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A turn of events

How event attraction plays out in urban economic development

COVID has had a keynote presence at events throughout the province for the past three years. While the pandemic did a number on many industries in Manitoba and Canada, the event industry was one hit particularly hard as isolation orders forced the cancellation of in-person events.

“(COVID) obliterated event tourism and economic development in Manitoba. Events were cancelled or postponed, resulting in significant economic losses for local businesses, event organizers and the broader community,” says Stacy Wyatt, director of events for the University of Manitoba and president of Event Professionals of Manitoba. “While some events adapted to virtual or hybrid formats, these have often been less financially lucrative than in-person events, and the lack of physical attendance has reduced the positive spillover effects on local businesses.”

Even when in-person events were able to return, disrupted supply chains and labour shortages continue to plague the industry. Companies were left with a new, untrained workforce and higher staffing costs, not to mention price increases that have been felt everywhere.

The events world is still picking up the pieces over three years later. Those in the industry are coming to terms with the fact that things may never return to “normal” as the world and people have changed.

“We are still navigating what the new normal is,” says Jared McKenzie, director of marketing and ticketing for the Keystone Centre in Brandon. “There is no doubt that we are not seeing visitors at pre-pandemic levels. However, our clients have been eager to get back to business and that has been a huge step in jump-starting the events business here at the Keystone Centre. There is a sort of ‘making peace’ with the reality that people are going to ‘return to normal’ at their own pace, and we have to be okay with that. Our goal is to bring events to Brandon that make getting out to the Keystone Centre an easy decision.”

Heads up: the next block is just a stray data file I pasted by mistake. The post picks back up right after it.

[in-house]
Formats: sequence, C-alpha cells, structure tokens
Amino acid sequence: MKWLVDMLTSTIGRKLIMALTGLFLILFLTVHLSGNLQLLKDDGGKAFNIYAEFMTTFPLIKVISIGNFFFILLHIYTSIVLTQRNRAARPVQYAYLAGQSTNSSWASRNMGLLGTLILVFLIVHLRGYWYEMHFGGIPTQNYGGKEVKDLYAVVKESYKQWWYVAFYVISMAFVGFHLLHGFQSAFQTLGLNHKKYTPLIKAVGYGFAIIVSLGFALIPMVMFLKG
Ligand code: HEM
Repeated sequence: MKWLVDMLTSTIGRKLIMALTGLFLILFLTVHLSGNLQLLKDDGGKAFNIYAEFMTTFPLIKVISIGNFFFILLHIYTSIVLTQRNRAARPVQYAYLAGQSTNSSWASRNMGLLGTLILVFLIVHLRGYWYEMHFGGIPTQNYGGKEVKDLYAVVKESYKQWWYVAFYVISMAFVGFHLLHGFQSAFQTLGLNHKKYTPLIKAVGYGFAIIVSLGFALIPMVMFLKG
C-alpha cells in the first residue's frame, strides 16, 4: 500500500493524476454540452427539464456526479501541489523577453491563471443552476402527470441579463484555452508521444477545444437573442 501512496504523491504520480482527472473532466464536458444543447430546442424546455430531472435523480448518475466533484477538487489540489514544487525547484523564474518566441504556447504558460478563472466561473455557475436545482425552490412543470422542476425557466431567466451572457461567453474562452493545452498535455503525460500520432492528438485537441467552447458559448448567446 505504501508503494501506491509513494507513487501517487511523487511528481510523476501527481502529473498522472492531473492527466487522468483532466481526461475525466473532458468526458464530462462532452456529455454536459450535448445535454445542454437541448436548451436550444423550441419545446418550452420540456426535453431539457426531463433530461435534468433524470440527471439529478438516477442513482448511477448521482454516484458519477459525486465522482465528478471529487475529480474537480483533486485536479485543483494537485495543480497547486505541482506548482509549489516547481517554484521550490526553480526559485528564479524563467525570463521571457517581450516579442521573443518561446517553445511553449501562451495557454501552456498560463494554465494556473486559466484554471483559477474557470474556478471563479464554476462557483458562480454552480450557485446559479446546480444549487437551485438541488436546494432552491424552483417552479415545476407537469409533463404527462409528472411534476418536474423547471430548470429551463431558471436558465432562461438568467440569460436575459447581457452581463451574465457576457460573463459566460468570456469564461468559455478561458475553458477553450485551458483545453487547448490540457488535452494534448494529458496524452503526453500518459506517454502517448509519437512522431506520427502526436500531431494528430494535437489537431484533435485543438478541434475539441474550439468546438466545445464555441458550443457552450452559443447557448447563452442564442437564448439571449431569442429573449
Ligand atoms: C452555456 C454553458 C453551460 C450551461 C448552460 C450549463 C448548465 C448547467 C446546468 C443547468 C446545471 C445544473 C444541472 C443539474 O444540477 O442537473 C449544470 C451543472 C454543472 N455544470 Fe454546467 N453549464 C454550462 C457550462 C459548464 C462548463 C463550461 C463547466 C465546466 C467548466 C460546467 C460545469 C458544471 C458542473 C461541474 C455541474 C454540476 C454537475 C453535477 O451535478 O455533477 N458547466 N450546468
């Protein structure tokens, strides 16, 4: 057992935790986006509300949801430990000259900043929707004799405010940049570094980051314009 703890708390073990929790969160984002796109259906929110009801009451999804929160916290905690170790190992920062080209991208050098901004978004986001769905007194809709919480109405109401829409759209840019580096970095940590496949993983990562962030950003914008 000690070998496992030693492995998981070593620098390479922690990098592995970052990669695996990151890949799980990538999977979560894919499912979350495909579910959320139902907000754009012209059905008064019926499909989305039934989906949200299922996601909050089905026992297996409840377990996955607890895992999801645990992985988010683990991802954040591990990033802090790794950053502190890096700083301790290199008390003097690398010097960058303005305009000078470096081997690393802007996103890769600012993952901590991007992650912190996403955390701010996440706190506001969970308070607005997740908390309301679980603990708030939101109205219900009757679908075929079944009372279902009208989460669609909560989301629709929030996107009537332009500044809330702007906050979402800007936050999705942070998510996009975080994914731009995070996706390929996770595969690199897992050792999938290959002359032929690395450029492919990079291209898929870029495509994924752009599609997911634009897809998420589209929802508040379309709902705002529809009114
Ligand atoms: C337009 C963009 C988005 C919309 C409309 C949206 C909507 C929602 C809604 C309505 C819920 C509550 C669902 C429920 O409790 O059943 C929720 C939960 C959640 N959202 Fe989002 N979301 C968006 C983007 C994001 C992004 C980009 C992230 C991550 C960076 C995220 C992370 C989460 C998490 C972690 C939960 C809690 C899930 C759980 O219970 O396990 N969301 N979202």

What exactly those events look like has now changed as attendees’ expectations have evolved and the priorities and values of both individuals and organizations have shifted post-COVID.

As we all learned during those dark days of the stay-at-home orders though, sometimes we must adapt, and events are no different. While virtual or hybrid events have become mainstream, event professionals continue to reinvent in-person events to broaden their appeal and make events more meaningful to get people away from their screens and back into venues.

“In the next five to ten years, events will continue to evolve and adapt with the biggest changes coming in tech,” says Wyatt. “The use of AI [artificial intelligence] and AR [augmented reality] will become a game changer as people begin to use these technologies in their events for everything from food service to communicating with event goers to elevating the overall event experience for attendees.”

Other shifts are a greater emphasis on sustainability and environmental responsibility over financial metrics, and a focus on remote work and digital transformation, says Wyatt.

“There is now a shift, for example, on lessening the vulnerability of events and building resilient, locally based supply chains less susceptible to global disruptions. If we have learned anything from this, we are, as an industry, entirely at the mercy of uncontrollable elements, and the race is on to address this and find ways to take back that control,” says Wyatt.

The province of Manitoba is doing its part with grants to foster the local event industry, as well as entice event planners beyond the province to look to us as a location of choice. Last year, the $100 million Arts, Culture and Sports in Community (ACSC) Fund was announced, as well as operating grants provided through the Community Festivals and Events program.

More recently announced, the Keystone Centre is receiving a sizable coffer of up to $7.9 million over the next five years to support a new multi-year sustainability plan in addition to $3 million for major renovations through the Arts, Culture and Sports in Community (ACSC) Fund.

“The Keystone Centre is going on 50 years old and for a facility this size that has historically been underfunded, you can imagine there is a long list of upgrades and general maintenance that needs to be undertaken just to remain operational every year,” says McKenzie, who described the pandemic as devastating and debilitating for the Centre. “Keeping the Keystone Centre operational produces the greatest impact for both the economy and the community. We are in a great position where we fulfill roles as both a hub for community events, and a destination centre for provincial and national events.”

As Wyatt says, events can be a catalyst for economic development, community growth and positive change. Something Manitobans could all use a little more of right now.


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